Teddy? Is this a NN from Edward or Theodore?

What do you guys think? How do you even get [name_u]Teddy[/name_u] from the above names hah?

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I think it can be a nicknane for both:)

Apparently this is where it comes from:

“The name [name_m]Ted[/name_m] is yet another result of the Old [name_f]English[/name_f] tradition of letter swapping. Since there were a limited number of first names in the Middle Ages, letter swapping allowed people to differentiate between people with the same name. It was common to replace the first letter of a name that began with a vowel, as in [name_m]Edward[/name_m], with an easier to pronounce consonant, such as T. Of course, [name_m]Ted[/name_m] was already a popular nickname for [name_m]Theodore[/name_m], which makes it one of the only nicknames derived from two different first names.”

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It can be a nickname from both!

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I know [name_u]Teddy[/name_u] as a nn for [name_m]Theodore[/name_m], but I can see it as both.

I believe it’s used as a nickname for both.

I remember reading that in the past, “Th” would have been pronounced as “T” (this old pronunciation is preserved in some modern names like [name_m]Thomas[/name_m], [name_f]Theresa[/name_f] and [name_f]Esther[/name_f]). That could possibly explain how [name_m]Ted[/name_m] came from [name_m]Theodore[/name_m].

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Theodore --> [name_m]Ted[/name_m] --> [name_u]Teddy[/name_u] (Idk, [name_f]Meg[/name_f]/Maggie come from [name_f]Margaret[/name_f], so [name_m]Ted[/name_m]/Teddy can come from [name_m]Theodore[/name_m].)

Edward, though… I’ve always heard of [name_m]Ed[/name_m]/Eddy/Ned as the more intuitive nicknames for [name_m]Edward[/name_m], but there’s no N in it either, so if [name_m]Ned[/name_m] works, why not [name_m]Ted[/name_m]/Teddy?

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While [name_u]Teddy[/name_u] is a traditional nickname for [name_m]Edward[/name_m] I just can’t hear/see it.

Theodore makes sense though. Theodore.

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I can’t really see it either. [name_m]Theodore[/name_m] makes way more sense to me. :woman_shrugging:t3:

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Only Teddys I know in real life had given names of [name_m]Edward[/name_m] and [name_m]Edwin[/name_m]. I think it works for any of the [name_m]Ed[/name_m] names.

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I know that [name_m]Ned[/name_m] as a nn for [name_m]Edward[/name_m] come from the phrase “mine [name_m]Ed[/name_m]”, which was a term of endearment I believe, and later became “my [name_m]Ned[/name_m]”. So I image [name_m]Ted[/name_m] has a similar origin as that as a nn for [name_m]Edward[/name_m].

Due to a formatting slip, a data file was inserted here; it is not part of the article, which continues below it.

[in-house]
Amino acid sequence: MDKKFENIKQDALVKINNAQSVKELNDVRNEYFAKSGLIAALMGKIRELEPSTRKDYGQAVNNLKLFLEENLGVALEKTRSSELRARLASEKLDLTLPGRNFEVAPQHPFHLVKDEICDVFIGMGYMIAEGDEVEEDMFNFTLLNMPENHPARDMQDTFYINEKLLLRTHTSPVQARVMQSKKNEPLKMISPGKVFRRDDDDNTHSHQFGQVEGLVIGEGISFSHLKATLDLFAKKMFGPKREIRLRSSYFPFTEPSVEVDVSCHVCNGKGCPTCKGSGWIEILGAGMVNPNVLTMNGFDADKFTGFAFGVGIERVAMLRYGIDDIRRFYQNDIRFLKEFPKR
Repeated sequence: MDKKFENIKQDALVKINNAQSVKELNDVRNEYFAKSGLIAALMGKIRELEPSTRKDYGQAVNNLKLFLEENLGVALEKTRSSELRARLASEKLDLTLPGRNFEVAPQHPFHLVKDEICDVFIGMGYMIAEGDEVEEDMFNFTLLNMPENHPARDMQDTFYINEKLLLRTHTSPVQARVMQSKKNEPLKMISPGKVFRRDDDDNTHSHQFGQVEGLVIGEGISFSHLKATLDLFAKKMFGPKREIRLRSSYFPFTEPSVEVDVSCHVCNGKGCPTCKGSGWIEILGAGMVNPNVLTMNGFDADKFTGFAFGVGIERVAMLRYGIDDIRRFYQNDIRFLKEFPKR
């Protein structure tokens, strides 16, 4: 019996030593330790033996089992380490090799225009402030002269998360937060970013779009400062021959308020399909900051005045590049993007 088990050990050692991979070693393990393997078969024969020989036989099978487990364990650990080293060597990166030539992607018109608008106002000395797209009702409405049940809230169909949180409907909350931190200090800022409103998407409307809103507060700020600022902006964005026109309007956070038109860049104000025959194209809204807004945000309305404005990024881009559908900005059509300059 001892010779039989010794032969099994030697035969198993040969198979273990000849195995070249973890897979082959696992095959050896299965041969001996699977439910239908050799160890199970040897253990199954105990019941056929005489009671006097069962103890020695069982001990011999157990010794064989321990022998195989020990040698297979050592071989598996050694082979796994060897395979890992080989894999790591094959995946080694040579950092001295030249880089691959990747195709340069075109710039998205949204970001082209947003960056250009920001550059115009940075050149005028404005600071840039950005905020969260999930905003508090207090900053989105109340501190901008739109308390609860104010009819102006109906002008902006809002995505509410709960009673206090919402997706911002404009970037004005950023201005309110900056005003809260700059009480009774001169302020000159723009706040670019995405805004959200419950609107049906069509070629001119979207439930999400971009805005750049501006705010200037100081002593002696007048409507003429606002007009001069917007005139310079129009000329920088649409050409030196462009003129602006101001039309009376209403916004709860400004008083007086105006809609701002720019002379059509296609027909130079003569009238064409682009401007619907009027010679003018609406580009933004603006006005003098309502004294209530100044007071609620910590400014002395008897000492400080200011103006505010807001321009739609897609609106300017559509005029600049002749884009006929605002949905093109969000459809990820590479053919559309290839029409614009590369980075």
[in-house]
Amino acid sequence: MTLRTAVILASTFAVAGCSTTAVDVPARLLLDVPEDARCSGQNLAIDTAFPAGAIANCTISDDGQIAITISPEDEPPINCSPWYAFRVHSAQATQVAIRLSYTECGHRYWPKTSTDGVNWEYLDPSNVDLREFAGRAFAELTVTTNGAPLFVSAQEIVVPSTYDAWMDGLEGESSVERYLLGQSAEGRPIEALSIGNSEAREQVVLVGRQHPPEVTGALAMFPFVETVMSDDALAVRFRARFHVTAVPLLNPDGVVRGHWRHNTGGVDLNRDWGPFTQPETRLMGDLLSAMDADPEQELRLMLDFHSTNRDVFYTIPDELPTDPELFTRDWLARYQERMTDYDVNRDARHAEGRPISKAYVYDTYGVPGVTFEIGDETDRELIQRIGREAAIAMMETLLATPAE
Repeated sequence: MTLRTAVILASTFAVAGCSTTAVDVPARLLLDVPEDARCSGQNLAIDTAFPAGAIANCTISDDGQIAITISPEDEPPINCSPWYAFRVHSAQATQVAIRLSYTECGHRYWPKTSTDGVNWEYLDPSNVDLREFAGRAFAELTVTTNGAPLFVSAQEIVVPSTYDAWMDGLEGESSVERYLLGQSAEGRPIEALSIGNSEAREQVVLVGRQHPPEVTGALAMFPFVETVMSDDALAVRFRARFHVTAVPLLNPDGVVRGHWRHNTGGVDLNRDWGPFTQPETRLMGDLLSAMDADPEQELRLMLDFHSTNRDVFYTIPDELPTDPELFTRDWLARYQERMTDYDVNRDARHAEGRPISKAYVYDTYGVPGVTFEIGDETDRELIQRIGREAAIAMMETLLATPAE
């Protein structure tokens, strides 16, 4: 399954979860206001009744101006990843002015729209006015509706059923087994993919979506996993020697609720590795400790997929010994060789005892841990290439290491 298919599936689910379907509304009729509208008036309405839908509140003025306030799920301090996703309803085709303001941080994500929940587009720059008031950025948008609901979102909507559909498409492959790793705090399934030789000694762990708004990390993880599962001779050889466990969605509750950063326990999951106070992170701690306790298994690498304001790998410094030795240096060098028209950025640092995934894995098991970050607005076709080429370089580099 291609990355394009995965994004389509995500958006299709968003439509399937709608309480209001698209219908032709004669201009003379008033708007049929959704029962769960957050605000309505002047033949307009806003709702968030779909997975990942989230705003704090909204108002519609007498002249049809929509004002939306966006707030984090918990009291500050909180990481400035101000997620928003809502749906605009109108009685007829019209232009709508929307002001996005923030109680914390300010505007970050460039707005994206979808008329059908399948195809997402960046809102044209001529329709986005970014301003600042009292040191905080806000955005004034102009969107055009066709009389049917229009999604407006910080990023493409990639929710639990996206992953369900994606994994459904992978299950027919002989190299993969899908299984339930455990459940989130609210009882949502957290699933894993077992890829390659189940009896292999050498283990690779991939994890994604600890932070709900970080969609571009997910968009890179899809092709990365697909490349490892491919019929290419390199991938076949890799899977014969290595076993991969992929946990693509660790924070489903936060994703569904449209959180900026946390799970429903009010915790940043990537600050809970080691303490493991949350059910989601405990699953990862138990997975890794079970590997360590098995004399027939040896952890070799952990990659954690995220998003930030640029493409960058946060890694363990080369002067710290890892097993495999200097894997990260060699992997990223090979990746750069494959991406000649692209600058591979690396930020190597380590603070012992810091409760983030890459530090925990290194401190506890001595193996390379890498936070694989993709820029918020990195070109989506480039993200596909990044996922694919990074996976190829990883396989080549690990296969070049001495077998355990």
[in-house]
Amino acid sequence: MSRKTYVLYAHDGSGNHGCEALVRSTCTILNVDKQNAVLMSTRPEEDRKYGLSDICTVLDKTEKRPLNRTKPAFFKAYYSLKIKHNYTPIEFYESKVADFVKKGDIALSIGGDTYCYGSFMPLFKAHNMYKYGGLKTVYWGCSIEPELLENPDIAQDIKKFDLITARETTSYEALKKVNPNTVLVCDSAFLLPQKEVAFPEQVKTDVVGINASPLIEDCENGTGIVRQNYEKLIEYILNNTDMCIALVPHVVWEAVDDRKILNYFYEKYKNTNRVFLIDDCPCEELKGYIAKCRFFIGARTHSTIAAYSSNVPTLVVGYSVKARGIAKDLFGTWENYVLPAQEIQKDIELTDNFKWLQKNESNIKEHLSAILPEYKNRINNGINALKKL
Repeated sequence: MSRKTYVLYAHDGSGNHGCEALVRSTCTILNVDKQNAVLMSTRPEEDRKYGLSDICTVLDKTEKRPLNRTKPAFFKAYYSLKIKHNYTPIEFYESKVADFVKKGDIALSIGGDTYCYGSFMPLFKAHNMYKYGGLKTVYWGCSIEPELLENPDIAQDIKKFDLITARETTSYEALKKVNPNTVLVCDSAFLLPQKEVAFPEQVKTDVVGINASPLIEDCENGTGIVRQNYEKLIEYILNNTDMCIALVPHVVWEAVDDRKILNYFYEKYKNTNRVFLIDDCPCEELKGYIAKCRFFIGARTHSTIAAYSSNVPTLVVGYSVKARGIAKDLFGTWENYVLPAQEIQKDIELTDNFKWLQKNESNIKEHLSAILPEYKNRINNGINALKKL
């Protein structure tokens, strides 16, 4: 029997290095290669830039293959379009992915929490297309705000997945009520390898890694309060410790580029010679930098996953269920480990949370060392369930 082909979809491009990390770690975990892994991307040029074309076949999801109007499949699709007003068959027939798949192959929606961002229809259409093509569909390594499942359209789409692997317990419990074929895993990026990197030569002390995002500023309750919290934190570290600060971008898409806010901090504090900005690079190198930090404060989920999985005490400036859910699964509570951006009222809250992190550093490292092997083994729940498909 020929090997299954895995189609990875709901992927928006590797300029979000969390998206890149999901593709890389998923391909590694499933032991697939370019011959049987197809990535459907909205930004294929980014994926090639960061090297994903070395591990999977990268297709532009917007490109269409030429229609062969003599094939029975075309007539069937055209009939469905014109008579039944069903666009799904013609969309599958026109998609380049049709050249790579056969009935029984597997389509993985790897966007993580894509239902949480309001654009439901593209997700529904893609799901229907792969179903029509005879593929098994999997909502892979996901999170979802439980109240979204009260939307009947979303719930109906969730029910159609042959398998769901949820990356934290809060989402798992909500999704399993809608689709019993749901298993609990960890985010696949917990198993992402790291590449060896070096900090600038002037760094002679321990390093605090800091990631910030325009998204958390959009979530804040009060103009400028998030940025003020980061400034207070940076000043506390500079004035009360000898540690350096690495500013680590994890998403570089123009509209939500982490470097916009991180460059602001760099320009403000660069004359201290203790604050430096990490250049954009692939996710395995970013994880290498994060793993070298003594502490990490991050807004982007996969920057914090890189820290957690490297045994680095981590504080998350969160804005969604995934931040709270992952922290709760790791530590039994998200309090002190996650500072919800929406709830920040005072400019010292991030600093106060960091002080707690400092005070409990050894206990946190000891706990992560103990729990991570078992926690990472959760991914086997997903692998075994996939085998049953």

As said above, it makes sense to me that [name_m]Ted[/name_m] comes from a possible Old [name_f]English[/name_f] pronunciation of [name_m]Theodore[/name_m] as tee-oh-door. [name_m]Ted[/name_m] is easier to see with that pronunciation.

I prefer [name_u]Teddy[/name_u] as a nn for [name_m]Theodore[/name_m] rather than [name_m]Edward[/name_m]

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Darling either way! Or [name_u]Thaddeus[/name_u] nn [name_u]Teddy[/name_u] works too.

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Ted is a short form for both [name_m]Edward[/name_m] and [name_m]Theodore[/name_m]. And [name_m]Edmund[/name_m], and [name_m]Edgar[/name_m], and [name_m]Edwin[/name_m], and [name_u]Thaddeus[/name_u], and Theodosius. And, personally I would also get creative because I love unexpected nicknames, and would happily use it for [name_m]Evander[/name_m], [name_m]Everard[/name_m], [name_u]Everett[/name_u], [name_u]Emmett[/name_u].

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My brain would automatically assume their name was Tedward :joy: if they nickname was [name_u]Teddy[/name_u] and their name is [name_m]Edward[/name_m], I can see it as both jokes aside and think it’s adorable I love the nn [name_u]Teddy[/name_u]!

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For some reason I see [name_u]Teddy[/name_u] as more of a nickname for ‘[name_m]Ed[/name_m]’ names, I couldnt tell you why though!

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Hahaha Tedward

Nickname would work well for either

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I thought [name_m]Theodore[/name_m].

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